House prices are continuing to edge upwards, and on a monthly basis the average price has increased in 16 of the last 20 months, according to the latest house price index from LSL Property Services and Acadametrics.
July is no exception, and at £232,969 the average house price in England & Wales this month is £725 or 0.3% higher than it was in June. This sets a new record level for the third time in 2013 and exceeds by some £1,140 the previous peak reached in February 2008 at the height of the last housing boom.
It means that house prices have risen by £5,796 in the past 12 months.
David Brown, commercial director of LSL Property Services, said: “House prices have never been higher. 2013 has marked the time when the property market recovered from the 2008 financial crisis. Prices are up £5,796 over the past year, thanks largely to a significant increase in mortgage lending to first-time buyers. House prices are growing steadily, signifying long term recovery is becoming a reality. Mortgage lending in May was up by over a fifth compared with April and 17% stronger than a year ago, while the number of first-time buyer mortgages are at the highest since 2007.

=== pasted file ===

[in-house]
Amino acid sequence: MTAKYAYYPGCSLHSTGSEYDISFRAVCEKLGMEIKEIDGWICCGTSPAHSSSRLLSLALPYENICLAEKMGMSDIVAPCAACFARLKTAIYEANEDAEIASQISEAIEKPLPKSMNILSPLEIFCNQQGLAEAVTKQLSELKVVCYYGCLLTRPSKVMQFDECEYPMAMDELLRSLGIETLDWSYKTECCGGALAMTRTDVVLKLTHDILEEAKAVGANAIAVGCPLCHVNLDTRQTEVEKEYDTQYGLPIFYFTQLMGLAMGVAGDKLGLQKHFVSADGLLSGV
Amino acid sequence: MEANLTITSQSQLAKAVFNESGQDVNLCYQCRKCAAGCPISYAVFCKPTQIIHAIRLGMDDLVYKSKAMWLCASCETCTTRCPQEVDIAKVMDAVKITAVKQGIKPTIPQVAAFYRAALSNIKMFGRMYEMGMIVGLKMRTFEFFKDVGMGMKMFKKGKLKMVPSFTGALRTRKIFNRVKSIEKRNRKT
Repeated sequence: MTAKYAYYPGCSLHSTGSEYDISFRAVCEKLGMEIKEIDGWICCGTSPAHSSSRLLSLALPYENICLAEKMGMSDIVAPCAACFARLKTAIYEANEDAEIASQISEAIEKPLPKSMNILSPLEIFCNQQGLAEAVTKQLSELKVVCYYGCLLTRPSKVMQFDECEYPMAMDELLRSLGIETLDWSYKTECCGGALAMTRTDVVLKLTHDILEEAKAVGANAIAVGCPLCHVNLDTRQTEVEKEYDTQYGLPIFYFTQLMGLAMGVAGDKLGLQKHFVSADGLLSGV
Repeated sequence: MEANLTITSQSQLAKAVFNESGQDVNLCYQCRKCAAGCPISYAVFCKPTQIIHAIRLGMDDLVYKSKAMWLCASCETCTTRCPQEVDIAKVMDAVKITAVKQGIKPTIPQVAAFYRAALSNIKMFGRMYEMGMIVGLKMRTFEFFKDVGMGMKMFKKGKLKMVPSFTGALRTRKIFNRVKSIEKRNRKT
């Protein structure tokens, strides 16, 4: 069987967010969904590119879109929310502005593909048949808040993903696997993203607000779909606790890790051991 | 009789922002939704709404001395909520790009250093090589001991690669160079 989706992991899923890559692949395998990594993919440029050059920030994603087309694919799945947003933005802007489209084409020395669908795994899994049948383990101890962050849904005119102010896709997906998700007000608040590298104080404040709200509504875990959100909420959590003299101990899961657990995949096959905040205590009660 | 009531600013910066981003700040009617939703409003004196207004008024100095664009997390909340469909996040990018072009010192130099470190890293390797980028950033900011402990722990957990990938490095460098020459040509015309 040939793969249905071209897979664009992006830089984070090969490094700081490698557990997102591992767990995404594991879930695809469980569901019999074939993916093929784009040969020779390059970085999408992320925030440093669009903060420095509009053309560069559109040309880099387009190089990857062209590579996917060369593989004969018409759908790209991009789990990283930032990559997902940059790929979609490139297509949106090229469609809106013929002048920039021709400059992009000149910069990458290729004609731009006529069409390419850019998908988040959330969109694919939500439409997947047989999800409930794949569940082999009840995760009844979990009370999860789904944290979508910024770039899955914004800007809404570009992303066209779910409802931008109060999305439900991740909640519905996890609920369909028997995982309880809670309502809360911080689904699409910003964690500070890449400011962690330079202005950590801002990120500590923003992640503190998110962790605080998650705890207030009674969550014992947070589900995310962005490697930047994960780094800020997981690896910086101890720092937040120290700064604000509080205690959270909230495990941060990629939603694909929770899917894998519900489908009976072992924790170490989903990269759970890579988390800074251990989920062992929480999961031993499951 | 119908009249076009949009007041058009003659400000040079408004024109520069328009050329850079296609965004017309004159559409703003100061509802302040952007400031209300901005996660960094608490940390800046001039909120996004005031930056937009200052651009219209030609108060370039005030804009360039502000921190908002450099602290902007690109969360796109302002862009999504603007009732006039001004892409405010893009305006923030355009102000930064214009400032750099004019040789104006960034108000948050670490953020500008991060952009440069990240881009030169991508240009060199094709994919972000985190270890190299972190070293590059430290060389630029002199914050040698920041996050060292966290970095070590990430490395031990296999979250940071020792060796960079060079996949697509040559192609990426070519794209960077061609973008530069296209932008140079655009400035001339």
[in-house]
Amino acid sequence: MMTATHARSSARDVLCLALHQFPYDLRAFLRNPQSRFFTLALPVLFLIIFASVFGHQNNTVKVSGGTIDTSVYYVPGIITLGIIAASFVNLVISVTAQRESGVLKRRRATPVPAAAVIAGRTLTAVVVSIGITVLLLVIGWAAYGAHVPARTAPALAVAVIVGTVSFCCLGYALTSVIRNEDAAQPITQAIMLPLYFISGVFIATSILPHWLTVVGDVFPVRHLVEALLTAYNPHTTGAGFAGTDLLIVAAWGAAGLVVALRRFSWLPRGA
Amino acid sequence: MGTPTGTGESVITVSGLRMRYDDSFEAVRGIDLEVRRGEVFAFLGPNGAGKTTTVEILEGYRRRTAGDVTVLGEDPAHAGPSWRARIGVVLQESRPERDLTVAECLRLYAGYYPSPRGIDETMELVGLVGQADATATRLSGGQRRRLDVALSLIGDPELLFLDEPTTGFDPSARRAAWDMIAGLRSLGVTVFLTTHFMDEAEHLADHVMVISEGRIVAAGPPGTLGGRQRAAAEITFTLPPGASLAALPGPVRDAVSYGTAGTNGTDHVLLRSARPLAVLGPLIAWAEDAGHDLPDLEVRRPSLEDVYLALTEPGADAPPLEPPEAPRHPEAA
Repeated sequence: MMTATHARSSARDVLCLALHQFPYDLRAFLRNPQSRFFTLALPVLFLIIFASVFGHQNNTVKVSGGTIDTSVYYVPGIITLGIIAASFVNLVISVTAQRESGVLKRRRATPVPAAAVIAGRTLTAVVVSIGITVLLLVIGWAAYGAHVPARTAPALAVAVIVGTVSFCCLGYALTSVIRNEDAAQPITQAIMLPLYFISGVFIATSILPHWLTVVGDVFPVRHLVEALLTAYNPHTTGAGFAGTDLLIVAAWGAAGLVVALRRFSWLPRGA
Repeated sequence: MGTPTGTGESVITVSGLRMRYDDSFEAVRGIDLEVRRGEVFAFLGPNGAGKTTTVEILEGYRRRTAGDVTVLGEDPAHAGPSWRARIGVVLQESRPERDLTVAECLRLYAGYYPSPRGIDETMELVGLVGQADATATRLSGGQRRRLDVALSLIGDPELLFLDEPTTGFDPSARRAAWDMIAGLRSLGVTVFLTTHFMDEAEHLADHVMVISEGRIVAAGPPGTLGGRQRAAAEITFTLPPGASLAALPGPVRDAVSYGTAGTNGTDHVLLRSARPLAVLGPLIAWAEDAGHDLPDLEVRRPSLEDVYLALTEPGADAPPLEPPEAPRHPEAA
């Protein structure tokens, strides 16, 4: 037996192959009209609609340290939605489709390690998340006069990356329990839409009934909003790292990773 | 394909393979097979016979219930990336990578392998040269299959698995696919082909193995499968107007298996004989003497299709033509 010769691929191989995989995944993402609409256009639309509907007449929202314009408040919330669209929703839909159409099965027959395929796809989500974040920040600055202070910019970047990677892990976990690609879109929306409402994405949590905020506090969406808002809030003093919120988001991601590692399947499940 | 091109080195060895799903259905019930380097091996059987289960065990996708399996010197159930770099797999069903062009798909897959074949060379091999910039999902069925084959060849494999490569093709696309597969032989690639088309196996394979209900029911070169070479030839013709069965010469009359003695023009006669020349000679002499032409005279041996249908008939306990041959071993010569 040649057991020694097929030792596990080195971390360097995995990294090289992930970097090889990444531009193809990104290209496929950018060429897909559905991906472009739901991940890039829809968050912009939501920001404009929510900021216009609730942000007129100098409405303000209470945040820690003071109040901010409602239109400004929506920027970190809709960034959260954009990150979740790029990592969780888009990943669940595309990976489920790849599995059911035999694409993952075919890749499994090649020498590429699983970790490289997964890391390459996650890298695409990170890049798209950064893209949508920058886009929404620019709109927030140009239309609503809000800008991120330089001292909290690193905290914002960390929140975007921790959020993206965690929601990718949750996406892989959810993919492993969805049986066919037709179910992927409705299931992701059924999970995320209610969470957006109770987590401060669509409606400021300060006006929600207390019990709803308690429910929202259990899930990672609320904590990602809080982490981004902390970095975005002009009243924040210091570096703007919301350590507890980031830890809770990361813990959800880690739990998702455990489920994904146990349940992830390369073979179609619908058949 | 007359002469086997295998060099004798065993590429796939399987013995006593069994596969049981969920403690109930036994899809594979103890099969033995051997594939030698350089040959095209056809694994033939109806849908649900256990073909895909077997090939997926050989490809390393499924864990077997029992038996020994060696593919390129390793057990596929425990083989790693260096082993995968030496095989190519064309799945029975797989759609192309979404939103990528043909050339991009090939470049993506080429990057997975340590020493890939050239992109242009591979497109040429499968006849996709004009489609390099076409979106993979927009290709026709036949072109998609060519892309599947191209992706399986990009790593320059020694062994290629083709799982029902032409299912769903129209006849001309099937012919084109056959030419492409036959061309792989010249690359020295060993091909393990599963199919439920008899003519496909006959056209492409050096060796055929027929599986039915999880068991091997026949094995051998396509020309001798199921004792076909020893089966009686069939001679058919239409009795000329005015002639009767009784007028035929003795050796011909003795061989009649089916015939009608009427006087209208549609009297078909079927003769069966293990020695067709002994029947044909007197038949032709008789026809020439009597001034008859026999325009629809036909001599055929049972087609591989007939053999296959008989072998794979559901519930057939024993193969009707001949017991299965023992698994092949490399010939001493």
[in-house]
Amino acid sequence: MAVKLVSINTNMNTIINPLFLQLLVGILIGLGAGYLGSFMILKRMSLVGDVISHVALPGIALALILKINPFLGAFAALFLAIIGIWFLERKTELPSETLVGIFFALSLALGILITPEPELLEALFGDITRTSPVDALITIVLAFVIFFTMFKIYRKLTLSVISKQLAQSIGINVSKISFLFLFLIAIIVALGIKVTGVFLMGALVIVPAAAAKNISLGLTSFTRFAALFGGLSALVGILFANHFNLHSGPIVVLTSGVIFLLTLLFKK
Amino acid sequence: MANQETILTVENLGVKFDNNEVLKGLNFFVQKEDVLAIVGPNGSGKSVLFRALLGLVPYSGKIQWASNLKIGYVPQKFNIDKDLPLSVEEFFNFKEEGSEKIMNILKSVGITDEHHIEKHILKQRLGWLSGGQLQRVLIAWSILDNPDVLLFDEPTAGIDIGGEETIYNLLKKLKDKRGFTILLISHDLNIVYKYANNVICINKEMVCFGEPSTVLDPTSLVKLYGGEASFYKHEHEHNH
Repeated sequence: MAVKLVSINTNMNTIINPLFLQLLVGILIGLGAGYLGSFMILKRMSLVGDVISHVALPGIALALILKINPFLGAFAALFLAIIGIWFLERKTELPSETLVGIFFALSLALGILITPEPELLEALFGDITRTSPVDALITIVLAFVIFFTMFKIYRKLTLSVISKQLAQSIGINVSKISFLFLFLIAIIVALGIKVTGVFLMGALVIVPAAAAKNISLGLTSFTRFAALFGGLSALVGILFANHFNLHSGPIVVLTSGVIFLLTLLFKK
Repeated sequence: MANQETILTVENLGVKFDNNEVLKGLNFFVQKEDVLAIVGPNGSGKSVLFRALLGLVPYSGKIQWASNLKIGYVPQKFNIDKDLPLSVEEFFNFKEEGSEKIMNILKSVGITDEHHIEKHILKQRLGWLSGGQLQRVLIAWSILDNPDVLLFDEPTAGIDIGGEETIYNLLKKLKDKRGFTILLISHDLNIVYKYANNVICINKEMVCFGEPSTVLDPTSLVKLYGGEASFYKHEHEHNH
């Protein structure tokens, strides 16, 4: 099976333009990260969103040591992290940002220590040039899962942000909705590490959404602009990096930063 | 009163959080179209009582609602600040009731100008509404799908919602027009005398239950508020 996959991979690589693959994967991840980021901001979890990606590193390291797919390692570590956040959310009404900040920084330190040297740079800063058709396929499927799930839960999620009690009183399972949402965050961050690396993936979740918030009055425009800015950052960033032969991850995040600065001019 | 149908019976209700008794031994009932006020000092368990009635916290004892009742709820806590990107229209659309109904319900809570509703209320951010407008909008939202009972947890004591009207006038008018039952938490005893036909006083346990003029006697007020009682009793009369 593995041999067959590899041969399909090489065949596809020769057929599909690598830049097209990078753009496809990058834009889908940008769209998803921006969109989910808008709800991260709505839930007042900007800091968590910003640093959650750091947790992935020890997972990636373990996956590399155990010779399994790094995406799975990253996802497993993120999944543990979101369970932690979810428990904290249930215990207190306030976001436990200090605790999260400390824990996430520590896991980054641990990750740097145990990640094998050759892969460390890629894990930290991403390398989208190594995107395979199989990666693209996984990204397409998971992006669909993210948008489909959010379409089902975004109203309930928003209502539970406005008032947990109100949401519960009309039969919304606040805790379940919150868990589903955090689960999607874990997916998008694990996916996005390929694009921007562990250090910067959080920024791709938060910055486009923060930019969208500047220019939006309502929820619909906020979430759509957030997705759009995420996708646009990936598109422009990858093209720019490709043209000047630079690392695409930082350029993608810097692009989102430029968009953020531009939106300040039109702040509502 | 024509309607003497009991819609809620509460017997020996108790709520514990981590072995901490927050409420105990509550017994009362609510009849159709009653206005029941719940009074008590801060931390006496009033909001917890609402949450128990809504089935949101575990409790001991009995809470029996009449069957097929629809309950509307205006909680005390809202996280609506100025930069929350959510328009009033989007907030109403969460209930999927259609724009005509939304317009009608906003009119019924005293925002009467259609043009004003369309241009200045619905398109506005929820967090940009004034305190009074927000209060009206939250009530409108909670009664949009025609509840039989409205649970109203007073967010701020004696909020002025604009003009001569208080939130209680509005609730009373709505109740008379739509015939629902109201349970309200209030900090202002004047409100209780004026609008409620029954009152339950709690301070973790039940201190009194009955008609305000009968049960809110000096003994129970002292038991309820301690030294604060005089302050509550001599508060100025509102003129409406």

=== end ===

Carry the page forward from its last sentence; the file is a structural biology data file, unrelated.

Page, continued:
“Typically the property market flourishes in the summer, and July sales are the highest so far this year. But the improvement is more than just a seasonal trend. The market is palpably stronger than a year ago and confidence is returning to lenders and buyers. The Funding for Lending scheme can take plenty of the credit, as can Help to Buy. Both schemes have helped banks boost first-time buyer lending by providing them with credit to offer more loans to new buyers and reduce rates on house purchase mortgages. Funding is more accessible for lenders, while banks are more confident than they were six months ago – which bodes well for the future.
“But this improvement continues to be powered by the strong performance in the capital, where prices are rising far faster (7.1%) than in other parts of the country. Domestic and foreign buyers’ interest for bricks and mortar in London appears to be undiminished. Supply is restrained, and without a sudden rush of properties hitting the market, prices will rise even more over coming months. The bottom line is that the divide between London and the rest of the UK housing market is deepening, with parts of London operating at an entirely different level from the rest of country, and even from the rest of the capital.
He added: “Despite this overall improvement in the market, the level of first-time buyer activity is still around half of what might be considered normal levels. Both the lack of housing supply and rising competition in the property market are supporting prices, but at the same time making it more difficult for first-time buyers. The Government urgently needs to address housing supply if it is serious about boosting home ownership levels. One way would be to remove stamp duty, which is a disincentive to buying for both home movers as well as first-time buyers.”